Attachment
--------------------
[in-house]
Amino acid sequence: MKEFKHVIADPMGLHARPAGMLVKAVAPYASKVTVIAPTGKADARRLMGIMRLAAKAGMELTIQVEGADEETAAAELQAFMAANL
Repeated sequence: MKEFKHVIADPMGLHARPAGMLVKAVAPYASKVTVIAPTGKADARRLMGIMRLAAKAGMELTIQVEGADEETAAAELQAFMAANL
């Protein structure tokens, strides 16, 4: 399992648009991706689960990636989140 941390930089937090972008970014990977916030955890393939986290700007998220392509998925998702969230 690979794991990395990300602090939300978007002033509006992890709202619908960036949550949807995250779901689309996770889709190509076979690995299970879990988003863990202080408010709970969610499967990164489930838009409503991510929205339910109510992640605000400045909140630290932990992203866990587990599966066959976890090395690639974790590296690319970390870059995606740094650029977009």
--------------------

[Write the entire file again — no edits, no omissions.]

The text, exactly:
[in-house]
Amino acid sequence: MKEFKHVIADPMGLHARPAGMLVKAVAPYASKVTVIAPTGKADARRLMGIMRLAAKAGMELTIQVEGADEETAAAELQAFMAANL
Repeated sequence: MKEFKHVIADPMGLHARPAGMLVKAVAPYASKVTVIAPTGKADARRLMGIMRLAAKAGMELTIQVEGADEETAAAELQAFMAANL
């Protein structure tokens, strides 16, 4: 399992648009991706689960990636989140 941390930089937090972008970014990977916030955890393939986290700007998220392509998925998702969230 690979794991990395990300602090939300978007002033509006992890709202619908960036949550949807995250779901689309996770889709190509076979690995299970879990988003863990202080408010709970969610499967990164489930838009409503991510929205339910109510992640605000400045909140630290932990992203866990587990599966066959976890090395690639974790590296690319970390870059995606740094650029977009």